Last year at CES, we experienced a very cool demo from Ultrahaptics of an ultrasound-based gesture interface that provides invisible tactile feedback in mid-air. This year, Bristol, England-based start-up is showing how their technology can be embedded into devices like cars, stereos, and stoves. And it's exactly as magical as we were hoping it would be.
Ultrahaptics' tactile interface is based on a Leap Motion sensor that tracks the location of your hand in space paired with an array of ultrasonic transducers. The transducers generate ultrasonic waves that constructively interfere with each other where they intersect, generating targeted points of invisible turbulence that you can feel.
Leap Motion sensor paired with Ultrahaptics’ ultrasonic transducer arrayPhoto: Evan Ackerman/IEEE Spectrum
Ultrahaptics showed off a few new demos in a private suite at CES last week that we got to experience for ourselves. The most impressive one was definitely the stove, where you can control the temperature of four individual burners by waving your hand around above the space where the temperature knobs would be if this wasn't a stove from the future.
Ultrahaptics’ prototype for invisible tactile stove controls. In the future, the square transducer array could be invisibly embedded around the perimeter of the stove itselfPhoto: Evan Ackerman/IEEE Spectrum
There are four discrete controls (one for each burner) that you can feel by moving your hand above Ultrahaptics' ultrasonic transducer array on the right side of the stove. It's not like you can feel an actual knob or anything, but as you move your hand around, you absolutely feel these four tangible regions in space that correspond to the burner controls. Each is a little bit like having an invisible, silent bumble bee right under your palm or fingertips. To turn a burner on, "tap" your hand in mid-air, and the system will register the action with a soft tactile explosion across your palm, the haptic equivalent of a "click." There's also a slider control: if you make a pinching gesture with your finger and thumb, the system recognizes it, and you'll feel a gentle buzzing. Then, just move your hand laterally back and forth to adjust the temperature of the stovetop up and down.
Ultrahaptics’ interface embedded into a speaker system to control volume as well as changing songsPhoto: Evan Ackerman/IEEE Spectrum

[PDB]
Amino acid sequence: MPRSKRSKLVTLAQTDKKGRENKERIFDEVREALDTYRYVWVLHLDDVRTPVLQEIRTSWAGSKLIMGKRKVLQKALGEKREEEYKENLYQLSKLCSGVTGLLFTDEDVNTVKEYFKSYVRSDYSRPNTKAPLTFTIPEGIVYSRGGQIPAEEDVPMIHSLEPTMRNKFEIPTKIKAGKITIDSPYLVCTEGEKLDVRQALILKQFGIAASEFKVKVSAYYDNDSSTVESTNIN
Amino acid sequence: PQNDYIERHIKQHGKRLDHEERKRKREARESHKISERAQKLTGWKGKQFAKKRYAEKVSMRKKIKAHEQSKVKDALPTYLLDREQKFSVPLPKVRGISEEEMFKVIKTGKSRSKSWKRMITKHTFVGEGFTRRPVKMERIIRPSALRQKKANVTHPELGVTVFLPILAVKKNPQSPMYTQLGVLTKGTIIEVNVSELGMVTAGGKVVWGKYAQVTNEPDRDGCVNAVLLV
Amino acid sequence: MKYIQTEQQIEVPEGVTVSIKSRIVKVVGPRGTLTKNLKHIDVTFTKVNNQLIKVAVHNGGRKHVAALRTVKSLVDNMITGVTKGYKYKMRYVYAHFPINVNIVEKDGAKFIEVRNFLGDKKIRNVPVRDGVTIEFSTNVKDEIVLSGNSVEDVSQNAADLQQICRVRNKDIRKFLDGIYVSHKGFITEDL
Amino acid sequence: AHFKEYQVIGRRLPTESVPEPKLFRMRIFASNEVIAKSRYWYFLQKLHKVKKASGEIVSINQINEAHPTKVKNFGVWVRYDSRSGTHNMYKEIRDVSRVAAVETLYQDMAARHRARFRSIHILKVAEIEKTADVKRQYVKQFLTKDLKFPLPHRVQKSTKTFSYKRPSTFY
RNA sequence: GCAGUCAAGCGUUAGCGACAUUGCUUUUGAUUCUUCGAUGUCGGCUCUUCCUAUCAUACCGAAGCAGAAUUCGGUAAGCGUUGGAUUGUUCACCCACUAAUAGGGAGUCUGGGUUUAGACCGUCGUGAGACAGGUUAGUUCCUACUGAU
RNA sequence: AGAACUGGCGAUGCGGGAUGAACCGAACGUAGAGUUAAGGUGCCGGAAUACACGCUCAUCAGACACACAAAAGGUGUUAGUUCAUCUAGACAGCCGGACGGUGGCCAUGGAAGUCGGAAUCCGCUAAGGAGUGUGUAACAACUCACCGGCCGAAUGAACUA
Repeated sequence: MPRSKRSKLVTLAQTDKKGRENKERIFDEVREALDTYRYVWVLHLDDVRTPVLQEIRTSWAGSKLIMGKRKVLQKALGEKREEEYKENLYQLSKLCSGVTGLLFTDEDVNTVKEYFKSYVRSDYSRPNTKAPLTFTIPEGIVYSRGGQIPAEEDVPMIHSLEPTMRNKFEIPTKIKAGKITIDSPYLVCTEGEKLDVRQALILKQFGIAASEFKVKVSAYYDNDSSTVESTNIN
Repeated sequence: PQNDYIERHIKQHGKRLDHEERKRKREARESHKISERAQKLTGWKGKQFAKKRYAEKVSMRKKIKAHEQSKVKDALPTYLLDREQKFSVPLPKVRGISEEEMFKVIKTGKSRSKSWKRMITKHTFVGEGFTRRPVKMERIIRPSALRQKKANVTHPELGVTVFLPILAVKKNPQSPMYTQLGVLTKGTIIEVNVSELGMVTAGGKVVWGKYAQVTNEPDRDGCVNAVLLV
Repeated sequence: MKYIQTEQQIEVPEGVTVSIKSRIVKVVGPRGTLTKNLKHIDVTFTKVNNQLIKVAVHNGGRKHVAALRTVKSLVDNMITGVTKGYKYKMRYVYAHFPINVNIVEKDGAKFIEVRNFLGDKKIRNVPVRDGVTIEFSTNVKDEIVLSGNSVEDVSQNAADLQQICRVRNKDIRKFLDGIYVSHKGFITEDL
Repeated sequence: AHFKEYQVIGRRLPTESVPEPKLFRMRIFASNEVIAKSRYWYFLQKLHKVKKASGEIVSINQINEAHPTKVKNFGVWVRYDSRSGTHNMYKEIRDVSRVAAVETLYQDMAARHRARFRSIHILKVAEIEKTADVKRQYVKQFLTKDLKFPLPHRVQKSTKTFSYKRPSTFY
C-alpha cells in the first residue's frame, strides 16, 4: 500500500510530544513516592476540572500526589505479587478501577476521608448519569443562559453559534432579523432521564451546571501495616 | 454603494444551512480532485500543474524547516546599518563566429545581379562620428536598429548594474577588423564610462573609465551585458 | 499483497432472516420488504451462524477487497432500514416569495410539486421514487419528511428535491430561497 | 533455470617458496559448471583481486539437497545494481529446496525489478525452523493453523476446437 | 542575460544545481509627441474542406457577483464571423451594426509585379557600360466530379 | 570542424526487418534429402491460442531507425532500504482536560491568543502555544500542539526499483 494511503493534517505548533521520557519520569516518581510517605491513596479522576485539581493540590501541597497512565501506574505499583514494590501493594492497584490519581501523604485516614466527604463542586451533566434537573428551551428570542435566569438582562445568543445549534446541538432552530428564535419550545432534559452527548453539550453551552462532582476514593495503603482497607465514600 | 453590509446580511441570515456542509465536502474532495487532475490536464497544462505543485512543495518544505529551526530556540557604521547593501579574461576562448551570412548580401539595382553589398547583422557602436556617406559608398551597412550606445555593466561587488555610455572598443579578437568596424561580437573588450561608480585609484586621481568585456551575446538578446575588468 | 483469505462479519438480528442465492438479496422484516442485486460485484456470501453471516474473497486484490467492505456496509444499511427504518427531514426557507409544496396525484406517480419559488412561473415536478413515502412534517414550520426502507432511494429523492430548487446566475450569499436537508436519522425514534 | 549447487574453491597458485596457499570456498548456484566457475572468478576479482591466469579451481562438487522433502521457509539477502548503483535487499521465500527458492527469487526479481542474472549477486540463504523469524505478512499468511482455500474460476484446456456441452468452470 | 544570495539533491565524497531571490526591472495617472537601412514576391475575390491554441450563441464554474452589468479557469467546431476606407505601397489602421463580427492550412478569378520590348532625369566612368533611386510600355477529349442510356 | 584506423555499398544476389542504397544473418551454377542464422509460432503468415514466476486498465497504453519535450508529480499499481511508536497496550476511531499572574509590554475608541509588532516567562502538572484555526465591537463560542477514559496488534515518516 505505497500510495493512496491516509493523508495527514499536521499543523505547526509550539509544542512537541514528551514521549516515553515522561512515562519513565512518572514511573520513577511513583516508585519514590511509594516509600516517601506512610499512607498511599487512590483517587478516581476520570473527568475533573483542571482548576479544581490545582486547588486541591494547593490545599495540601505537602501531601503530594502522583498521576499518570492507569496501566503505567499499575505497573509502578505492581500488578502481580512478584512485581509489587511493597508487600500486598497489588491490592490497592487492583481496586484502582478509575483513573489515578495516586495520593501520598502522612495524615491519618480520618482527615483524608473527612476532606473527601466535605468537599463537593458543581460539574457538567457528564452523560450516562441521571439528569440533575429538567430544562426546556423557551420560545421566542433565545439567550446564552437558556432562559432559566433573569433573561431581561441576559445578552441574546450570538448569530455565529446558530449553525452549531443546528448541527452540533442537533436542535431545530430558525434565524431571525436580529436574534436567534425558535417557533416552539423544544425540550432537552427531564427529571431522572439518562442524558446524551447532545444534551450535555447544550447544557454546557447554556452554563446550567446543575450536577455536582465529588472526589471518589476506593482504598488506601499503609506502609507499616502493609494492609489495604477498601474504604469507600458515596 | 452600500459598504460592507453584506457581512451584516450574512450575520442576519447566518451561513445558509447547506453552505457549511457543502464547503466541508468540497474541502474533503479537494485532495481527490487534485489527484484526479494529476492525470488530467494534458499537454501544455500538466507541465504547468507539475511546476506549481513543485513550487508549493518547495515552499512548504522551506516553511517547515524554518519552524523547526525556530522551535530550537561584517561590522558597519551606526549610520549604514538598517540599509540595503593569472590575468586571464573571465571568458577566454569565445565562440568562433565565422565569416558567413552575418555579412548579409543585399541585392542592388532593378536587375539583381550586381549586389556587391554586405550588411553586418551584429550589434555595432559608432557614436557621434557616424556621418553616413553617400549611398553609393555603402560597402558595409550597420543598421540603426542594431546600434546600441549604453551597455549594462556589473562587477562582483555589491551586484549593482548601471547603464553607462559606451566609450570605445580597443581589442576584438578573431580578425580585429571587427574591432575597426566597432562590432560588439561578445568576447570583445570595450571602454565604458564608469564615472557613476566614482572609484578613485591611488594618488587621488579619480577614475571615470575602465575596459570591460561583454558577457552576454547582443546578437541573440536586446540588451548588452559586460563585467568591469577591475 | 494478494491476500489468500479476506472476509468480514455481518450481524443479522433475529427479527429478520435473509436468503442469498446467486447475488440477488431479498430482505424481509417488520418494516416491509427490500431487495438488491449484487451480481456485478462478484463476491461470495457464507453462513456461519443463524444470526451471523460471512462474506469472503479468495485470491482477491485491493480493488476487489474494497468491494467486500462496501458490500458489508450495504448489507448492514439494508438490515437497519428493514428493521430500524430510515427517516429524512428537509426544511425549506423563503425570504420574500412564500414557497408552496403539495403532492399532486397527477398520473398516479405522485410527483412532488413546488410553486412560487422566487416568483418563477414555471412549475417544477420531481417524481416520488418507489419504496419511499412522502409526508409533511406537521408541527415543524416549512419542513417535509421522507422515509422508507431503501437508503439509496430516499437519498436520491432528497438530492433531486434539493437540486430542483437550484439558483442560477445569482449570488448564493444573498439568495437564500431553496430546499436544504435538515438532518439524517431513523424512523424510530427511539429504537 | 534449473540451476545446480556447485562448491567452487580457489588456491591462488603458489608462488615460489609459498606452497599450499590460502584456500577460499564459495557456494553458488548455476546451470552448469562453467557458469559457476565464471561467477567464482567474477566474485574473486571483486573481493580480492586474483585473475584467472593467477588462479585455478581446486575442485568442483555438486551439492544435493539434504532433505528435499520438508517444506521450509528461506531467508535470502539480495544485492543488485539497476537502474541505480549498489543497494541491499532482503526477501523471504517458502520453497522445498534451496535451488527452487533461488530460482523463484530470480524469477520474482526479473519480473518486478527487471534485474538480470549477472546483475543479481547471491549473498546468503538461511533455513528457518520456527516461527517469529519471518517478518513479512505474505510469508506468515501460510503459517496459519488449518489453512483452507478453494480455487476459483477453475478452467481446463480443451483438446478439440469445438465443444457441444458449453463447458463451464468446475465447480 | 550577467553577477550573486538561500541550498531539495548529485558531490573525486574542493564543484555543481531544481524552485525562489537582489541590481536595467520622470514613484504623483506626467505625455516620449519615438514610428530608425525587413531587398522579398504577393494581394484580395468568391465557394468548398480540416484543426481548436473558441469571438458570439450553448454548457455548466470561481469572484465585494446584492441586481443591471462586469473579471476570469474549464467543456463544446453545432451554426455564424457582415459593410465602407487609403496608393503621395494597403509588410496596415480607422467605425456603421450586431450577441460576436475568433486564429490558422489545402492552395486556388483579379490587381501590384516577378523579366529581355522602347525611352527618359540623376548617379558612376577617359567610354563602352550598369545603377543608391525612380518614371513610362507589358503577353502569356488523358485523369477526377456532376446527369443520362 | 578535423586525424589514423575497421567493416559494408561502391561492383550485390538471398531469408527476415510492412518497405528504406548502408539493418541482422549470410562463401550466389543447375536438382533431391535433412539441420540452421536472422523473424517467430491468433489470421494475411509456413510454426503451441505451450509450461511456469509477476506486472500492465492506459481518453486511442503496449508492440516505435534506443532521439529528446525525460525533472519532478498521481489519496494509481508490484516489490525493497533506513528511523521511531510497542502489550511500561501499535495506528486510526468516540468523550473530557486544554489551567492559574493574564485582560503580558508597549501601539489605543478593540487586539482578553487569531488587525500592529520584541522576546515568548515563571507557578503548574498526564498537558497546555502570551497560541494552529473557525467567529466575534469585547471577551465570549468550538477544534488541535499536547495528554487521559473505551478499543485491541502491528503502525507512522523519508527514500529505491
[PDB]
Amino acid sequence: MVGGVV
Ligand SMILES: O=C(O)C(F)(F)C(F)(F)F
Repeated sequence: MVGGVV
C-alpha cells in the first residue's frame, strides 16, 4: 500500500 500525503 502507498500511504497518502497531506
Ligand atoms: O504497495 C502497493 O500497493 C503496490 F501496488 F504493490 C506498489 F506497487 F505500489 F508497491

This kind of interface is so foreign that it takes a little bit of practice to get comfortable with, but after waving my hand around haphazardly for a minute, I was able to control the stove as dexterously as if there'd been physical controls there. Once you get a sense of what sorts of tactile sensations to expect, and what each of those sensations means, it's a very natural control system to adapt to.
While the video shows actual knobs and dials, that's not really what you should expect from Ultrahaptics' system. The minimum point size that the system can create (constrained by the wavelength of the ultrasound) is 8.6mm in diameter. By moving those points around quickly, or using many of them, you can make three dimensional shapes, although not with very fine amounts of detail. Force fields are realistic, though, and Ultrahaptics suggests that they might be a useful feature to add to stovetops: if it's hot, there's a tangible force field that you'd feel before you got too close to the surface itself.
It's true that you could accomplish all of these control interactions by just waving your hand around in front of the Leap Motion sensor. But without tactile feedback, it's very difficult to execute fine control over specific areas in 3D space, since you have no idea whether or not your hands and fingers are in the right spot. Tactile feedback like this means that you can execute fine control in situations where you don't want to touch anything (like while you're cooking) or when you can't look at a display (like while you're driving). It also opens up the potential for all kinds of different form factors for future electronics, because you can potentially do away with buttons and dials completely.
Right now, Ultrahaptics is using the same sorts of transducers that you might have in your car to alert you when you're about to back into something. They work fine, but they're a bit bulky for consumer device integration. The next generation of transducer (already in development) will be about 1mm in height and 1/40th of the volume, although it's going to take some work to crank the power high enough for tactile use. In terms of software, version 2 (currently under development) will enable "fully tailored sensations," like very fine recreation of textures that update at 10,000Hz (as opposed to the 200Hz of the version 1 software). Feeling textures, fundamentally, are just your fingertips feeling a pattern of changing vibrations, and with fine enough resolution, Ultrahaptics should be able to fool your brain into feeling just about anything.
In 2016, Ultrahaptics will be using the £10 million of funding they just got to develop industry partnerships, although they already have a bunch of (secret, so far) customers. They'll also be reducing the size and power draw of the array to make it easier to integrate into devices. If we're lucky, we should see some products being announced this year, and since Ultrahaptics' tech isn't inherently expensive, some of those products might even be affordable.
Evan Ackerman is a senior editor at IEEE Spectrum. Since 2007, he has written over 6,000 articles on robotics and technology. He has a degree in Martian geology and is excellent at playing bagpipes.